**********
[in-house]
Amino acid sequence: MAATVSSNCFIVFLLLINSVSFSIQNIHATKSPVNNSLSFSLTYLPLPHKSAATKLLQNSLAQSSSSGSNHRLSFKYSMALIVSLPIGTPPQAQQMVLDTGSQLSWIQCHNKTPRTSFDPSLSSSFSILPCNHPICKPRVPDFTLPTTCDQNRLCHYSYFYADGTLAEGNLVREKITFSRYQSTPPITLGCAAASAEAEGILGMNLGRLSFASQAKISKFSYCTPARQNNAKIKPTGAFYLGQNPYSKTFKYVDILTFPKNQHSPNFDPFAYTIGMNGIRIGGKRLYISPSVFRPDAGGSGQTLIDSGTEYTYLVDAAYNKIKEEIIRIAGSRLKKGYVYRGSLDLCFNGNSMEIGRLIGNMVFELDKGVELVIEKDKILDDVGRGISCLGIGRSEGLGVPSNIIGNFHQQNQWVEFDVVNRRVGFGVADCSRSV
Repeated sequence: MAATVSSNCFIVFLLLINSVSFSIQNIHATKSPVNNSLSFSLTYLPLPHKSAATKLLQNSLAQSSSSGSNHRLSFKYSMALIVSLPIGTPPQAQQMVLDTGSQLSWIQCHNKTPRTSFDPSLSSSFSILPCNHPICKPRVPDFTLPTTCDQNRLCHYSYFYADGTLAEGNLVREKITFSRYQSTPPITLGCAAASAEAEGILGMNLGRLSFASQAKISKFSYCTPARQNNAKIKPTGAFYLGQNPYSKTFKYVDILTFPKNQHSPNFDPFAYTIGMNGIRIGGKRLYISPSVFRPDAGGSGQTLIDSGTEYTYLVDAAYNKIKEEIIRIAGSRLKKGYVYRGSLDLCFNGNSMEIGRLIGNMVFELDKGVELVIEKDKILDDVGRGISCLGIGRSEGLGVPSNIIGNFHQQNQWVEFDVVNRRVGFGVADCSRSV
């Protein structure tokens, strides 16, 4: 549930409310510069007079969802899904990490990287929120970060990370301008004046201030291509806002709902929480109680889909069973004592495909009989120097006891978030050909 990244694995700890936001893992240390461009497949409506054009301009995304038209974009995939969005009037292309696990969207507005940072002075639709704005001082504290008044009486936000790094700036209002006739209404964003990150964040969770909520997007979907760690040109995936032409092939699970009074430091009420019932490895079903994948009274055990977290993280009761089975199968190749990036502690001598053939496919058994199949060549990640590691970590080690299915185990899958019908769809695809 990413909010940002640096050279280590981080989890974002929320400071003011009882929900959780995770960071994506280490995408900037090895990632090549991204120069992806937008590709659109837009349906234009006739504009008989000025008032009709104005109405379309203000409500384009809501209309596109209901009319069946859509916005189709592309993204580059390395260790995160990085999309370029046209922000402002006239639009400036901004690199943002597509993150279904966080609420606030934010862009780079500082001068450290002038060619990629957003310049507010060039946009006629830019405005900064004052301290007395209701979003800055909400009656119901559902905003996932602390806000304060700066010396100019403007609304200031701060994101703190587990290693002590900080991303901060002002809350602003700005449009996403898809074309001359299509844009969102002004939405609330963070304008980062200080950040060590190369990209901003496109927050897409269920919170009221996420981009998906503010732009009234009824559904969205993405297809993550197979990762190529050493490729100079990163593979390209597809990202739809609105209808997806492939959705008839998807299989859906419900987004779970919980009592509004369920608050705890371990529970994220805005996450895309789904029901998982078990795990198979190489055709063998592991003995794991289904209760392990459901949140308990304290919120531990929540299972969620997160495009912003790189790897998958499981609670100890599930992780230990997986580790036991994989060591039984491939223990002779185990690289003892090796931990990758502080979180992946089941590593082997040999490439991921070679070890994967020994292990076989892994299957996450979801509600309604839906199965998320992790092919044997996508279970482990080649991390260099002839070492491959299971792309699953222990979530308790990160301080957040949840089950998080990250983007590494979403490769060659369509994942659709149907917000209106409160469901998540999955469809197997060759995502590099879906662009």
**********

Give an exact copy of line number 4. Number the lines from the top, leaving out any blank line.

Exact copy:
């Protein structure tokens, strides 16, 4: 549930409310510069007079969802899904990490990287929120970060990370301008004046201030291509806002709902929480109680889909069973004592495909009989120097006891978030050909 990244694995700890936001893992240390461009497949409506054009301009995304038209974009995939969005009037292309696990969207507005940072002075639709704005001082504290008044009486936000790094700036209002006739209404964003990150964040969770909520997007979907760690040109995936032409092939699970009074430091009420019932490895079903994948009274055990977290993280009761089975199968190749990036502690001598053939496919058994199949060549990640590691970590080690299915185990899958019908769809695809 990413909010940002640096050279280590981080989890974002929320400071003011009882929900959780995770960071994506280490995408900037090895990632090549991204120069992806937008590709659109837009349906234009006739504009008989000025008032009709104005109405379309203000409500384009809501209309596109209901009319069946859509916005189709592309993204580059390395260790995160990085999309370029046209922000402002006239639009400036901004690199943002597509993150279904966080609420606030934010862009780079500082001068450290002038060619990629957003310049507010060039946009006629830019405005900064004052301290007395209701979003800055909400009656119901559902905003996932602390806000304060700066010396100019403007609304200031701060994101703190587990290693002590900080991303901060002002809350602003700005449009996403898809074309001359299509844009969102002004939405609330963070304008980062200080950040060590190369990209901003496109927050897409269920919170009221996420981009998906503010732009009234009824559904969205993405297809993550197979990762190529050493490729100079990163593979390209597809990202739809609105209808997806492939959705008839998807299989859906419900987004779970919980009592509004369920608050705890371990529970994220805005996450895309789904029901998982078990795990198979190489055709063998592991003995794991289904209760392990459901949140308990304290919120531990929540299972969620997160495009912003790189790897998958499981609670100890599930992780230990997986580790036991994989060591039984491939223990002779185990690289003892090796931990990758502080979180992946089941590593082997040999490439991921070679070890994967020994292990076989892994299957996450979801509600309604839906199965998320992790092919044997996508279970482990080649991390260099002839070492491959299971792309699953222990979530308790990160301080957040949840089950998080990250983007590494979403490769060659369509994942659709149907917000209106409160469901998540999955469809197997060759995502590099879906662009």